In a fortnight's time Dix Noonan Webb are holding one of their major medals auctions under the heading Groups and Single Decorations for Gallantry.
As you'd expect, it offers some striking highlights, and none more so than the unique Falklands War 'Army Bomb Disposal' D.S.C. group of four awarded to Warrant Officer II (later Captain (QM)) J. H. Phillips.
|John Phillips is interviewed about his experience|
Phillips was decorated for his exceptional gallantry alongside Staff Sergeant James Prescott in rendering safe an unexploded bomb aboard H.M.S. Argonaut on 22 May 1982 and in attempting to defuse a bomb aboard H.M.S. Antelope the following day.
In the first instance, Phillips worked in what were described as 'extraordinarily cramped conditions' and in very unfamiliar surroundings to successfully render safe the bomb which was later removed from the ship.
"This action" (explains his citation), "enabled the damage to the boiler room to be repaired, so that HMS Argonaut regained propulsion and was able to manoeuvre defensively in further air attacks".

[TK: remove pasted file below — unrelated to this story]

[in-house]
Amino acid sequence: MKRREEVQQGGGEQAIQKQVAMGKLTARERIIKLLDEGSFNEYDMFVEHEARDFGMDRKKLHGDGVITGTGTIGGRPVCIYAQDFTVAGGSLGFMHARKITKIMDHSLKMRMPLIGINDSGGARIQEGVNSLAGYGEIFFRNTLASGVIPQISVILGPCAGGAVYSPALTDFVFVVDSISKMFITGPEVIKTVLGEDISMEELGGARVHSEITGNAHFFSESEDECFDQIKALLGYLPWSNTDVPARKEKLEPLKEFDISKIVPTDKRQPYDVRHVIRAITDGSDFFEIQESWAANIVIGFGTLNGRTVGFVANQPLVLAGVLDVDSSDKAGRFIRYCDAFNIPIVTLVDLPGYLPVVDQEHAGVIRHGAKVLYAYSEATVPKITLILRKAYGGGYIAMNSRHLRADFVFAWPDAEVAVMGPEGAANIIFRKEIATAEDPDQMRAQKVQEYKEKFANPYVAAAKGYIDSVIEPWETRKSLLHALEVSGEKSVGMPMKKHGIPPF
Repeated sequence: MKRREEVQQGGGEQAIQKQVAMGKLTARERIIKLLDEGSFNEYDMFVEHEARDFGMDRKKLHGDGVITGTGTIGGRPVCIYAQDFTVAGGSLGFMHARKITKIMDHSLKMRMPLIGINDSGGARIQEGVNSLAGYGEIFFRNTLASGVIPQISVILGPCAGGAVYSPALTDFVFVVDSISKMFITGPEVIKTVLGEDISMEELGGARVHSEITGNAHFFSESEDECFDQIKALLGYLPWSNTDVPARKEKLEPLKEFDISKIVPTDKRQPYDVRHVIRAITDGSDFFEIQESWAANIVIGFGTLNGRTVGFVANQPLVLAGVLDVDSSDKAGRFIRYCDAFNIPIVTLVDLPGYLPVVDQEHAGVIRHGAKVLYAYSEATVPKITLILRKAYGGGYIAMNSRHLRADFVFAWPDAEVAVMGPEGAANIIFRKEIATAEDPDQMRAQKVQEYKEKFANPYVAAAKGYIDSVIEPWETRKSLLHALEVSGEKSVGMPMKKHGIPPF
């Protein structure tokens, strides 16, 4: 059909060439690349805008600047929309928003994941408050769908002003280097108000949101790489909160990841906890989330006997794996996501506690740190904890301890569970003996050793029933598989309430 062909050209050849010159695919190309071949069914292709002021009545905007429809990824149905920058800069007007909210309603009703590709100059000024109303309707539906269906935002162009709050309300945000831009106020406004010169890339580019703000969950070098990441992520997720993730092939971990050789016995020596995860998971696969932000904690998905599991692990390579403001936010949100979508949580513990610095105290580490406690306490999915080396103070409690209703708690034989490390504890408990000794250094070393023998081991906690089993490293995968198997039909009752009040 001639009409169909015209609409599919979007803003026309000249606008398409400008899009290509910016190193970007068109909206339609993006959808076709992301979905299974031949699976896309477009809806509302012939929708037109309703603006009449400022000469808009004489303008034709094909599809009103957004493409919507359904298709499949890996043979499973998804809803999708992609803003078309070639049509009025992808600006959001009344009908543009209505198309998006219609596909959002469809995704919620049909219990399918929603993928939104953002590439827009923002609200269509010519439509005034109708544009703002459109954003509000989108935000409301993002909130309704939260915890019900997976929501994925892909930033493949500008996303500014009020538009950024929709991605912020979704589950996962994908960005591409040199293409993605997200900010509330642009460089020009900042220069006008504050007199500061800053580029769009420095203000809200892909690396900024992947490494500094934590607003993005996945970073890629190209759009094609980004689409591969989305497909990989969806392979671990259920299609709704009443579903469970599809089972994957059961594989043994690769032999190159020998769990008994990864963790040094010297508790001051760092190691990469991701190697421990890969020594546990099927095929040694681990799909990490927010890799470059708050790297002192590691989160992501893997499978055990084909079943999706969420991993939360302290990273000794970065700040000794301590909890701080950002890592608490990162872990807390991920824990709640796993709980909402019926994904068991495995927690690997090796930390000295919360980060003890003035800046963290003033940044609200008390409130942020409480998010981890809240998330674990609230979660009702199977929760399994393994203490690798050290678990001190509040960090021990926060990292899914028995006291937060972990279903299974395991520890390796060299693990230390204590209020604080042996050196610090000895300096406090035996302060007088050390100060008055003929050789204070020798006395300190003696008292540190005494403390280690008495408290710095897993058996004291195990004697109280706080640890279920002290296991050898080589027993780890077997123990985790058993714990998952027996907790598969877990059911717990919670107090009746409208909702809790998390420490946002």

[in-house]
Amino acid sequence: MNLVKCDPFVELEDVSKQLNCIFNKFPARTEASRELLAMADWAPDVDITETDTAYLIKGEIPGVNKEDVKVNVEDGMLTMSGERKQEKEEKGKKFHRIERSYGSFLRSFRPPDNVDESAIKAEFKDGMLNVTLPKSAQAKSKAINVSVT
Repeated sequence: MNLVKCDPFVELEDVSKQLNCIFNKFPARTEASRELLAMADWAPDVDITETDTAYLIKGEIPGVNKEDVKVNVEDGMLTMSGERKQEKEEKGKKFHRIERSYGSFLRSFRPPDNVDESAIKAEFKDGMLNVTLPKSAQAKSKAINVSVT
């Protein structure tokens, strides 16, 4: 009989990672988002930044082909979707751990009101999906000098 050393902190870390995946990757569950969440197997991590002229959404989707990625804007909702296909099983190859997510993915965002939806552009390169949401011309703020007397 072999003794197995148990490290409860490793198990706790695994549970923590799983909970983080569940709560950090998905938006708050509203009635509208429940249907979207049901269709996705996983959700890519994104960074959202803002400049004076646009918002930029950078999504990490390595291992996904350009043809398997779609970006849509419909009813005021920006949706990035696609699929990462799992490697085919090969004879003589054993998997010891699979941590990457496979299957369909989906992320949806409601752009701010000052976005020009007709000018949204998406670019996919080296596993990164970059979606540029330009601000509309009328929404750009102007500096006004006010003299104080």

Unfortunately on the Antelope they did not succeed, (the bomb was probably past the point at which it could be controlled) and the resulting explosion killed Prescott and seriously wounded Phillips, who lost an arm.
"Jim [Prescott] was standing right next to me. We had a momentary glance at each other as if to say, 'Oops,' then I was flying through the air... I thought I was dead.
"I was going down this very dark tunnel, with this whooshing sound, and there was a silhouette of my father at the end waiting for me. Behind him were green fields. I thought, 'If this is death it's not bad'. There was a feeling of peace and serenity. But then I hit the bulk-head which brought me back to reality"
The photograph of the exploding ship remains one of the enduring images of the conflict.
Perhaps the most remarkable aspect of the whole story is that despite the loss of his left arm Phillips was back defusing bombs the following year.
The Distinguished Service Cross, with Royal Mint case of issue; General Service (with one clasp for Northern Ireland); South Atlantic and Regular Army medals are still in impressive condition and expected to sell for £80,000-100,000 (up to $157,000) in Dix Noonan Webb's auction on December 15 in London.
Collectibles such as medals associated with heroic actions will always be treasured by collectors. For example, we're currently proud to own a list of recipients of the Victoria Cross which has been signed by VC winner Rambahadur Limbu.